• Paris Climate Agreement
  • Climate Change
  • Decarbonization
  • Climate Action
  • Net Zero Energy Consumption

Britain’s Sustainable Markets Initiative Aims for Net Zero

Pritil Gunjan
Feb 10, 2020

Solar 3

As world leaders converged in Davos, Switzerland for the 50th annual meeting off the World Economic Forum, the key theme for 2020 (stakeholders for a cohesive and sustainable world) resonated across all global, regional, and industry specific agendas. Most stakeholders agreed that the progress toward the Paris Agreement and Sustainable Development Goals will not be easy but committed to making a bold leap of faith for a net-zero transition. 

The Sustainable Markets Initiative

Several countries at the forum highlighted the urgency of robust and long-term strategic plans. This included the UK, which, in collaboration with the World Economic Council, is determined to do its best to figure out how to save the planet. Despite low attendance from UK delegates, Britain was represented by HRH Prince Charles. At the forum, he highlighted biodiversity, global warming, and climate change as the greatest threats to humanity while also launching his Sustainable Markets Initiative. The Sustainable Markets Initiative is designed to ensure economic growth is inclusive of people and planet. To decarbonize the global economy, the initiative identifies three critical market transitions:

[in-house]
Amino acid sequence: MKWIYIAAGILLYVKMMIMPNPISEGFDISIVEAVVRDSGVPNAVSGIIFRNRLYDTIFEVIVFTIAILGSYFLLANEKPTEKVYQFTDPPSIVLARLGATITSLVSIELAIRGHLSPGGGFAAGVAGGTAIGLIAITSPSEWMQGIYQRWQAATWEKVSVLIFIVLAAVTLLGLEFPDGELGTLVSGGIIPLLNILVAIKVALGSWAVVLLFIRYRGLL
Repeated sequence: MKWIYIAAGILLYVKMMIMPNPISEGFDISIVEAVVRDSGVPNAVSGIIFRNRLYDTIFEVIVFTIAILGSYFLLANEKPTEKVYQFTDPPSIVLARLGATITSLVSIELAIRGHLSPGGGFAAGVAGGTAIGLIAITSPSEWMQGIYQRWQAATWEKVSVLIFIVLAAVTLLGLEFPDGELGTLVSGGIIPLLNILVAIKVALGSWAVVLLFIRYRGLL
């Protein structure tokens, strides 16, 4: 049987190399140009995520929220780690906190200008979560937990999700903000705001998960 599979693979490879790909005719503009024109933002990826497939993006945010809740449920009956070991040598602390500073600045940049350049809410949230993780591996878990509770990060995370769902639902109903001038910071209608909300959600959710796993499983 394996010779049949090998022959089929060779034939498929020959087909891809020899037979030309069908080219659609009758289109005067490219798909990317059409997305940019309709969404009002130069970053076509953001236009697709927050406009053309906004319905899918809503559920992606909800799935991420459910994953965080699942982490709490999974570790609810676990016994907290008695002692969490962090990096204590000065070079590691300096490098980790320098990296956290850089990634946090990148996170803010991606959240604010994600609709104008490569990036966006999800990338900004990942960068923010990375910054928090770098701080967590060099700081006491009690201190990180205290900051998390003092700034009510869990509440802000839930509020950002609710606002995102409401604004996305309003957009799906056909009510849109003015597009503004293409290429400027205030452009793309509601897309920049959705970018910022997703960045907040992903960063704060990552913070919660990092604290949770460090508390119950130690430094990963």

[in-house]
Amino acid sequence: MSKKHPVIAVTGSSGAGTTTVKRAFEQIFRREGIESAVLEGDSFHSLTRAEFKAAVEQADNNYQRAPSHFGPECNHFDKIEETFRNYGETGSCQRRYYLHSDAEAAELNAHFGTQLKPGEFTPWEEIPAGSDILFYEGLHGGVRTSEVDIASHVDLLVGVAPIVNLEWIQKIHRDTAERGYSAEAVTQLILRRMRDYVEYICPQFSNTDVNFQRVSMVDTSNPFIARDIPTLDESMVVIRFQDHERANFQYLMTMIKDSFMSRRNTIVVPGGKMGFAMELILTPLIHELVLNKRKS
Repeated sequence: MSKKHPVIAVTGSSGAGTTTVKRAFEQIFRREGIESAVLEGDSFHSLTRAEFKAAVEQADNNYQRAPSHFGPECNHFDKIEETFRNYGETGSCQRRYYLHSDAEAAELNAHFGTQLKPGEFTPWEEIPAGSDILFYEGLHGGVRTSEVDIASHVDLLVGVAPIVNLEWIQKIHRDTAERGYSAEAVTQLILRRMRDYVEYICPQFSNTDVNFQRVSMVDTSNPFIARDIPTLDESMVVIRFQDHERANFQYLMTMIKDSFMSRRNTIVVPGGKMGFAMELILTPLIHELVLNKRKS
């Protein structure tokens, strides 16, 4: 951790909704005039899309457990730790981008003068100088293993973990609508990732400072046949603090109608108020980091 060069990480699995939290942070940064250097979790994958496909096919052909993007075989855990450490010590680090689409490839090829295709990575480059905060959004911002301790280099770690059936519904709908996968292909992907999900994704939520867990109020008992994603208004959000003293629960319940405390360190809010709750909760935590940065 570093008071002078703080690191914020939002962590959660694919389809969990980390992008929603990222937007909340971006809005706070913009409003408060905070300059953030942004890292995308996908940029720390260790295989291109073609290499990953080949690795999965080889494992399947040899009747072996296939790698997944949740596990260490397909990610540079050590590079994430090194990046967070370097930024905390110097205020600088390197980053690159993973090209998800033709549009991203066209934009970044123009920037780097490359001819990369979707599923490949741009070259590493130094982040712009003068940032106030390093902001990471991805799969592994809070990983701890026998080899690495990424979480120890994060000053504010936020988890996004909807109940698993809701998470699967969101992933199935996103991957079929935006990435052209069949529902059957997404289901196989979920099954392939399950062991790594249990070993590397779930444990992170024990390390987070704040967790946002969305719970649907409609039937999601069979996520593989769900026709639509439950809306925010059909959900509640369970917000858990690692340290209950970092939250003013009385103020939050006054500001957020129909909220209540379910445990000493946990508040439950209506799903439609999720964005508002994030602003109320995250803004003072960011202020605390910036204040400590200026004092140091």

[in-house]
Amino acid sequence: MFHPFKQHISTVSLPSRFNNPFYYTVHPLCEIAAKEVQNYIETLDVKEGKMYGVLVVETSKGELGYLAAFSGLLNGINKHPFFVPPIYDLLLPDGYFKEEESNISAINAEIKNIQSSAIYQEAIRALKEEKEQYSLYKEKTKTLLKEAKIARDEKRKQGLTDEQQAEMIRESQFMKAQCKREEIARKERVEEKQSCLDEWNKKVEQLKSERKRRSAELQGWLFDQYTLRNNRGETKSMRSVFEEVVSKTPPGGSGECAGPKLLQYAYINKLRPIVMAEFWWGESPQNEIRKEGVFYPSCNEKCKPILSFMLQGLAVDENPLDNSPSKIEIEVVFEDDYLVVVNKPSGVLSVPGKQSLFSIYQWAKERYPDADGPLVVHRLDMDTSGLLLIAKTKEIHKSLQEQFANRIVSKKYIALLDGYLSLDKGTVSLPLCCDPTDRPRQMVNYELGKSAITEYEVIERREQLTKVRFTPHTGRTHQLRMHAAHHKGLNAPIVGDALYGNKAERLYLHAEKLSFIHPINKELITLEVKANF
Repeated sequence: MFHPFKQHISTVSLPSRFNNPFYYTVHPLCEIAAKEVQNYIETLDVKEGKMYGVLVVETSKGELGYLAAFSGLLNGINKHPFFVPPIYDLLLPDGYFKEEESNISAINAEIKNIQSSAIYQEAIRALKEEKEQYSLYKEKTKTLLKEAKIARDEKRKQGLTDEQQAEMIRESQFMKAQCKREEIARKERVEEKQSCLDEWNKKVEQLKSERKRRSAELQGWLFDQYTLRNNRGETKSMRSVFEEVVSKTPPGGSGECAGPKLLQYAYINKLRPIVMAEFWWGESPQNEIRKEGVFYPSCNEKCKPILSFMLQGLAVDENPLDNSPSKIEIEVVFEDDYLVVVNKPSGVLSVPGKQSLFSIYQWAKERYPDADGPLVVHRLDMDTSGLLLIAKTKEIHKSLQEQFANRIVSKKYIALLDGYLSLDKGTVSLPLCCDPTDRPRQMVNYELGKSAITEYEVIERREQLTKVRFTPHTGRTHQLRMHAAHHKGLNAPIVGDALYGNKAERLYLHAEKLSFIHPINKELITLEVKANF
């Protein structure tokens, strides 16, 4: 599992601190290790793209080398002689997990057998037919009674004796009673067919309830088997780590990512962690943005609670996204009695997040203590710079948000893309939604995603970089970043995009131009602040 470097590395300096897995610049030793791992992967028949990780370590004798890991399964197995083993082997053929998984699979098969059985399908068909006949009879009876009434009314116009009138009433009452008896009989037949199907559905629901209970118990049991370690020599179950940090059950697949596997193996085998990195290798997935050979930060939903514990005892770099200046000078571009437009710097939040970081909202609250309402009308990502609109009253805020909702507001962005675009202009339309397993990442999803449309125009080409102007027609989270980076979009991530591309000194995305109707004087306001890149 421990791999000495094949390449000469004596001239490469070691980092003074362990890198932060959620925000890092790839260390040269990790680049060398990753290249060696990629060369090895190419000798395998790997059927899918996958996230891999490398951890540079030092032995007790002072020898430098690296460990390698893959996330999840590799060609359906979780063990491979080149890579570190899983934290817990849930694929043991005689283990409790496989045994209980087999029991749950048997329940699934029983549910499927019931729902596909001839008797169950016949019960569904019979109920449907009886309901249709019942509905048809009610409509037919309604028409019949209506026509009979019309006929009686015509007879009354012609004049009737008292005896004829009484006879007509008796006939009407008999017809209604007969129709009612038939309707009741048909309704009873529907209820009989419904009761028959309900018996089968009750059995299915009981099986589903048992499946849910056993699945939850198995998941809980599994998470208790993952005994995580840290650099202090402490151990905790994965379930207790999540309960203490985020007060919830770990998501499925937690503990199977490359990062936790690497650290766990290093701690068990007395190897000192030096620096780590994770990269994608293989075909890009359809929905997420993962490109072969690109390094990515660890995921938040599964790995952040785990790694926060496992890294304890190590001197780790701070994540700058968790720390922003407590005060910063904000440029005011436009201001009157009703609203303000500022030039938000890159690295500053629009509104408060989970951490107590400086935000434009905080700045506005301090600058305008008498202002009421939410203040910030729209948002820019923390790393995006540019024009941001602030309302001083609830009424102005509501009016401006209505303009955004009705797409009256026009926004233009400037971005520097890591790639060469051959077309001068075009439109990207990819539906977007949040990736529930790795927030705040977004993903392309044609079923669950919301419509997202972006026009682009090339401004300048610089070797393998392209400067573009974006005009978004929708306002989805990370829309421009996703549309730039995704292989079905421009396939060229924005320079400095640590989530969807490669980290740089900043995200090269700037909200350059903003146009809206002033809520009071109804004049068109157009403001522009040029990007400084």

• A dramatic shift in corporate business models

  • An aligned, incentivized, and mobilized financial system 

  • An enabling environment that attracts investment and incentivizes action 

Building Sustainable Markets

Building Sustainable Markets: The current system is no longer fit for purpose

(Source: Sustainable Markets)

In this framework, taxes and policies are key enablers for companies to work toward sustainable business practices. Additionally, creating a transparent supply chain and investing in sustainable technologies are key to realizing benefits of this initiative. The initiatives discussed at the World Economic Forum reiterate the need for global leaders to take responsibility and steer the world economy. The climate emergency can only be dealt with by using strong political actions.

Climate-Neutral Future of Europe

Europe is likely to be the first climate-neutral continent by 2050. The President of the European Commission, Ursula von der Leyen, believes climate change can be tackled effectively by establishing a level playing field on carbon emissions and trade. While there is skepticism that introducing a carbon tariff on trade and implementation of tax policies would require unanimous agreement among EU member states, the world must adopt urgent steps to ramp up efforts for the net-zero transition. A net-zero transition requires deep reductions in emissions, with any remaining sources offset by removals of carbon dioxide from the atmosphere. For the energy sector, the 2050 pathway to 100% decarbonization requires greater integration of low carbon technologies, substantial investments in renewable energy sources, acceleration in digital innovation, optimization across a resilient grid, and flexibility within the energy infrastructure.